Despite this, pharmocological, molecular genetic and immunohistochemical evidence suggests PtdIns(3,4,5)P3 is unlikely to be restricted to the plasma membrane. PI 3-kinase inhibitors have implicated 3-phosphoinositides in a wide range of membrane trafficking processes and Type I PI 3-kinases appear to be required for autophagy and possibly exocytosis (Gozuacik and Kimchi, 2004; Windmiller and Backer, 2003). PI 3-kinases have also recently been found in the nucleus along with a novel PI 3-kinase activator protein called PIKE (PI 3-kinase Enhancer) (Irvine, 2003; Martelli et al., 2004; Ye, 2006; Ye et al., 2000). Since nuclei contain a source of PtdIns(4,5)P2 (Watt et al., 2002), these observations collectively suggest this organelle has the capacity for regulated synthesis of PtdIns(3,4,5)P3. Enzymes that metabolize PtdIns(3,4,5)P3 have also been identified at multiple intracellular compartments. These include a 3-phosphatase (TPIP) (Walker et al., 2001) and two distinct 5-phosphatases (SKIP and a 72 kDa enzyme) in membranes of the early secretory pathway (Gurung et al., 2003; Kong et al., 2000), which perhaps suggest the presence of PtdIns(3,4,5)P3 in the endoplasmic reticulum (ER) and the Golgi complex.
Increasingly strong evidence suggests that endocytosed growth factor receptors are capable of recruiting signaling components including the regulatory subunit of PI 3-kinase (Wang et al., 2004), but until recently there was no evidence to establish that PtdIns(3,4,5)P3 itself is present in the endosome compartment. More recently, however, Sato and colleagues described a fluorescent indicator for PtdIns(3,4,5)P3 that, when targeted to endomembranes, detected growth factor-simulated responses that could be distinguished temporally from the initial production of PtdIns(3,4,5P)P3 at the plasma membrane (Sato et al., 2003). This important advance, however, lacks the desired spatial resolution to distinguish between endosomal compartments (such as ER and the Golgi complex) and did not report on the presence of PtdIns(3,4,5)P3 at other subcellular locations. We recently described a low temperature on-section immunolabeling procedure that exploits the ligand-binding specificity of certain PH domains to map the subcellular distributions of PtdIns(4,5)P2 and PtdIns(3,4)P2 (Watt et al., 2004; Watt et al., 2002). These lipids, which are, respectively, the substrate of Type I PI 3-kinases and one of the products of PtdIns(3,4,5)P3 metabolism, were found at multiple intracellular locations. We have now applied this approach to map the distribution of PtdIns(3,4,5)P3 itself using the PH domain of Grp1 as a selective probe. We report the occurrence of substantial, agonist-stimulatable pools of PtdIns(3,4,5)P3 in the plasma membrane and nucleus with relatively very little of this lipid being present at intracellular membranes. Only the plasma membrane pool was significantly reduced upon overexpression of the tumour suppressor phosphatase, PTEN, implying that distinct regulatory mechanisms control the turnover of PtdIns(3,4,5)P3 in these different compartments.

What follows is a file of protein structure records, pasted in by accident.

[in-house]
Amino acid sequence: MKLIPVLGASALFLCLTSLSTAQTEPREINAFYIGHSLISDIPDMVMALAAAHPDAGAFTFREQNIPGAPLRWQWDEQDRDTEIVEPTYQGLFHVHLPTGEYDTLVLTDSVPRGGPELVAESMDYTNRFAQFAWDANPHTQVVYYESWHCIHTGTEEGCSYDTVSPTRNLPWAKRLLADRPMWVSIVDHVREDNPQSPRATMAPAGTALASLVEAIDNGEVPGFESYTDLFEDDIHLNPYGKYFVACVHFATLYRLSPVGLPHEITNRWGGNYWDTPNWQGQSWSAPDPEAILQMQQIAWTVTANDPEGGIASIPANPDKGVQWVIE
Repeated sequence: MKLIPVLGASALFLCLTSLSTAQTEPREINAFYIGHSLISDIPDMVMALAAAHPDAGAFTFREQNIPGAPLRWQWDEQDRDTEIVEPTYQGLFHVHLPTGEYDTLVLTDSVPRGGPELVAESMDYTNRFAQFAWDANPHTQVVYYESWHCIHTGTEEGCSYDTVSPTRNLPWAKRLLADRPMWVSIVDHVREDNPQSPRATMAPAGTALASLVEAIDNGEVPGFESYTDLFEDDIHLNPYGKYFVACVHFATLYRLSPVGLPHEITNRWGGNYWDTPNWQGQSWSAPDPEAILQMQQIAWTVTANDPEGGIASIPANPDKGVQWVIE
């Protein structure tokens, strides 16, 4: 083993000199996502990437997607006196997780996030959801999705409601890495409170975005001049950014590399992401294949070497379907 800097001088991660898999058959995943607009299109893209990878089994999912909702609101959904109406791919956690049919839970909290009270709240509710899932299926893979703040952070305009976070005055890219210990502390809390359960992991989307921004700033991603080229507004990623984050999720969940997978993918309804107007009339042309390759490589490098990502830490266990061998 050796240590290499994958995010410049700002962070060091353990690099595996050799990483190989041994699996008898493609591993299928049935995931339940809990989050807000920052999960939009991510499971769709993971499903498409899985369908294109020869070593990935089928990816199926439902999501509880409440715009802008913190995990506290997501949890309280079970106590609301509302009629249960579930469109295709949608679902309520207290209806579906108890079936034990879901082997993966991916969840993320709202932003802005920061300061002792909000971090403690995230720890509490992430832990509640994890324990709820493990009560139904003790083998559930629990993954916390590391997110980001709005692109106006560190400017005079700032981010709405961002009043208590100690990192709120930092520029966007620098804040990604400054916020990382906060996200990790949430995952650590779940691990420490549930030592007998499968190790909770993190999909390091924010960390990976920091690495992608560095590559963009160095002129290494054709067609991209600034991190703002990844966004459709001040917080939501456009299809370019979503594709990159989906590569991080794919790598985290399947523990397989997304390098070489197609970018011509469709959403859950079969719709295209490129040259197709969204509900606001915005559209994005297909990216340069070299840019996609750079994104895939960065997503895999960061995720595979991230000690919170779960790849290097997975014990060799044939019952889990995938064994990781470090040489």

The PH domain of Grp1 is a sensitive and selective probe for PtdIns(3,4,5)P3 present in cell membranes
We made use of the GST-tagged PH domain of Grp1 as a probe reported to have high specificity for PtdIns(3,4,5)P3. This protein, as well as a negative control mutated PH domain (K273A), was expressed in Escherichia coli, purified and its ligand-binding specificity analysed in detail using a novel fluorescence resonance energy transfer (FRET)-based displacement assay (Gray et al., 2003) (Fig. 1). This revealed that short chain synthetic PtdIns(3,4,5)P3 binds to GST-Grp1-PH with an affinity approximately 60-fold higher than that for PtdIns(4,5)P2 and with even greater selectivity when compared with PtdIns(3,4)P2 and other naturally occurring, low-abundance phosphoinositides, compatible with results using crude protein-lipid overlay assays (Ferguson et al., 2000; Klarlund et al., 2000). The mutated PH domain (K273A) did not bind to any of the phosphoinositides analysed. Interestingly, soluble inositol phosphates, including inositol 1,3,4,5-tetrakisphosphate [the headgroup of PtdIns(3,4,5)P3] bound with significantly lower affinities than their respective lipid counterparts, suggesting that the glycerol moiety and/or acyl chains play some part in the binding of ligands to this PH domain. These results suggest that GST-Grp1-PH may be a suitable probe for the ultrastructural analysis of PtdIns(3,4,5)P3 by quantitative immunoelectron microscopy when used in conjunction with the K273A mutant as a negative control.
Growth factors stimulate rapid accumulation of PtdIns(3,4,5)P3 at multiple intracellular sites